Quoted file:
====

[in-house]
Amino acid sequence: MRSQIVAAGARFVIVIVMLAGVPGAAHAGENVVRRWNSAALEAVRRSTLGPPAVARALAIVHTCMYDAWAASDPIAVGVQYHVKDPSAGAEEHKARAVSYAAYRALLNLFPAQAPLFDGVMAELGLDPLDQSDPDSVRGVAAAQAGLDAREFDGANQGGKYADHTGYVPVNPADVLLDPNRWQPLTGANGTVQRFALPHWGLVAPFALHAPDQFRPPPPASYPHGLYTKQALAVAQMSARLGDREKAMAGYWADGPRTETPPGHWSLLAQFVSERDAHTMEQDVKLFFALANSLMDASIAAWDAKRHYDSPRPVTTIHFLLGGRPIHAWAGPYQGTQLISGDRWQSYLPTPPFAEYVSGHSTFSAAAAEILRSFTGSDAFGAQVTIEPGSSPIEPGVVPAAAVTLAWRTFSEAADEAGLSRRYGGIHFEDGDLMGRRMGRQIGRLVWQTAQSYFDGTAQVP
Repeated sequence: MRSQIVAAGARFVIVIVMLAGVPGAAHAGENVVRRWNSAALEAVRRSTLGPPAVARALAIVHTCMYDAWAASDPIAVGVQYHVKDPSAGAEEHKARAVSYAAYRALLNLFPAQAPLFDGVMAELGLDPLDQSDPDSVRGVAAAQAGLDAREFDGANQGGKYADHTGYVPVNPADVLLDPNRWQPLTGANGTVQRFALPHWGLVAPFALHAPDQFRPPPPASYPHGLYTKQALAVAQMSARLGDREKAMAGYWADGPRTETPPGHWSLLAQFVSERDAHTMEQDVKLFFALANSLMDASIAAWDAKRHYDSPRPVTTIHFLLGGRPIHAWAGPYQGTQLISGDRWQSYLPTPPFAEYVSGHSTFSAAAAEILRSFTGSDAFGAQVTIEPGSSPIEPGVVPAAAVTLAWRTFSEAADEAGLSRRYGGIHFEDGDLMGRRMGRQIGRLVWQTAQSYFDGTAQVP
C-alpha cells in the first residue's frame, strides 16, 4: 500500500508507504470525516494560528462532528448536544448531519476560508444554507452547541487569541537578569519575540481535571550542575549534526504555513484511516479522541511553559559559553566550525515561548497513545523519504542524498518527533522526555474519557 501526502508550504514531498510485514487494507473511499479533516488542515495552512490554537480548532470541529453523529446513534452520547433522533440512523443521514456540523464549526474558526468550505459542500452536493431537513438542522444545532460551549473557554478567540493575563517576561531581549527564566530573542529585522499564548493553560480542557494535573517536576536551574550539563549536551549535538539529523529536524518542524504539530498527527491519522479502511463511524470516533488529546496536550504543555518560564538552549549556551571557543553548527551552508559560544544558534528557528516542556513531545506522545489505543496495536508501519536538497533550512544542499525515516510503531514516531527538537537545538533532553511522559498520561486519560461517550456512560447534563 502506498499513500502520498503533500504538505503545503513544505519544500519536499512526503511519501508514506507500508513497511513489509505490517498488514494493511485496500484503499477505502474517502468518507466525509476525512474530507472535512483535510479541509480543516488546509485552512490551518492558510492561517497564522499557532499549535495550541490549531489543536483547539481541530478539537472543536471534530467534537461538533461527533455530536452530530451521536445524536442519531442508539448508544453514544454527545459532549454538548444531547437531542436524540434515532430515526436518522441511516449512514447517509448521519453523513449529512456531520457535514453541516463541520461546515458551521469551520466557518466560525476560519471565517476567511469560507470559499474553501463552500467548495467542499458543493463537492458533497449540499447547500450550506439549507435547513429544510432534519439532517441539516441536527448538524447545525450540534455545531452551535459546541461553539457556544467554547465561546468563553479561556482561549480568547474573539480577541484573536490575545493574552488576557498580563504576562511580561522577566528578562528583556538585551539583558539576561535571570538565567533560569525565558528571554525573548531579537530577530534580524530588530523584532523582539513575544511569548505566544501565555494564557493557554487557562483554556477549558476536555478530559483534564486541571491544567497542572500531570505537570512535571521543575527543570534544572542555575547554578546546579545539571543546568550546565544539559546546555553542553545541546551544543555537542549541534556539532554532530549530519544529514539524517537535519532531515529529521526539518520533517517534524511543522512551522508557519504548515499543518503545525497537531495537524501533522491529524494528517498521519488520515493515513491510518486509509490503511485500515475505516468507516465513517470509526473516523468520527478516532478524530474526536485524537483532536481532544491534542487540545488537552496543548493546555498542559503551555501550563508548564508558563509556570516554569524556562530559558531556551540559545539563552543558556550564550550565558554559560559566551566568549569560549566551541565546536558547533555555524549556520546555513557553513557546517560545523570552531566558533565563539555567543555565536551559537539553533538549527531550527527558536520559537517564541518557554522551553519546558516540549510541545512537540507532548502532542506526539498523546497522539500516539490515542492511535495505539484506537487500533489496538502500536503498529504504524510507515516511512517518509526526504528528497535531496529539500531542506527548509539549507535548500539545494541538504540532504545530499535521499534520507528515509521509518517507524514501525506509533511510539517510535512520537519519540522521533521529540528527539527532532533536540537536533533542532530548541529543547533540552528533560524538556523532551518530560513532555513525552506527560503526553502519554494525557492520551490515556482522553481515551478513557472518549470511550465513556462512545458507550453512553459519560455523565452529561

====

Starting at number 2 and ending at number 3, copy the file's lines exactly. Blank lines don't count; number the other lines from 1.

Amino acid sequence: MRSQIVAAGARFVIVIVMLAGVPGAAHAGENVVRRWNSAALEAVRRSTLGPPAVARALAIVHTCMYDAWAASDPIAVGVQYHVKDPSAGAEEHKARAVSYAAYRALLNLFPAQAPLFDGVMAELGLDPLDQSDPDSVRGVAAAQAGLDAREFDGANQGGKYADHTGYVPVNPADVLLDPNRWQPLTGANGTVQRFALPHWGLVAPFALHAPDQFRPPPPASYPHGLYTKQALAVAQMSARLGDREKAMAGYWADGPRTETPPGHWSLLAQFVSERDAHTMEQDVKLFFALANSLMDASIAAWDAKRHYDSPRPVTTIHFLLGGRPIHAWAGPYQGTQLISGDRWQSYLPTPPFAEYVSGHSTFSAAAAEILRSFTGSDAFGAQVTIEPGSSPIEPGVVPAAAVTLAWRTFSEAADEAGLSRRYGGIHFEDGDLMGRRMGRQIGRLVWQTAQSYFDGTAQVP
Repeated sequence: MRSQIVAAGARFVIVIVMLAGVPGAAHAGENVVRRWNSAALEAVRRSTLGPPAVARALAIVHTCMYDAWAASDPIAVGVQYHVKDPSAGAEEHKARAVSYAAYRALLNLFPAQAPLFDGVMAELGLDPLDQSDPDSVRGVAAAQAGLDAREFDGANQGGKYADHTGYVPVNPADVLLDPNRWQPLTGANGTVQRFALPHWGLVAPFALHAPDQFRPPPPASYPHGLYTKQALAVAQMSARLGDREKAMAGYWADGPRTETPPGHWSLLAQFVSERDAHTMEQDVKLFFALANSLMDASIAAWDAKRHYDSPRPVTTIHFLLGGRPIHAWAGPYQGTQLISGDRWQSYLPTPPFAEYVSGHSTFSAAAAEILRSFTGSDAFGAQVTIEPGSSPIEPGVVPAAAVTLAWRTFSEAADEAGLSRRYGGIHFEDGDLMGRRMGRQIGRLVWQTAQSYFDGTAQVP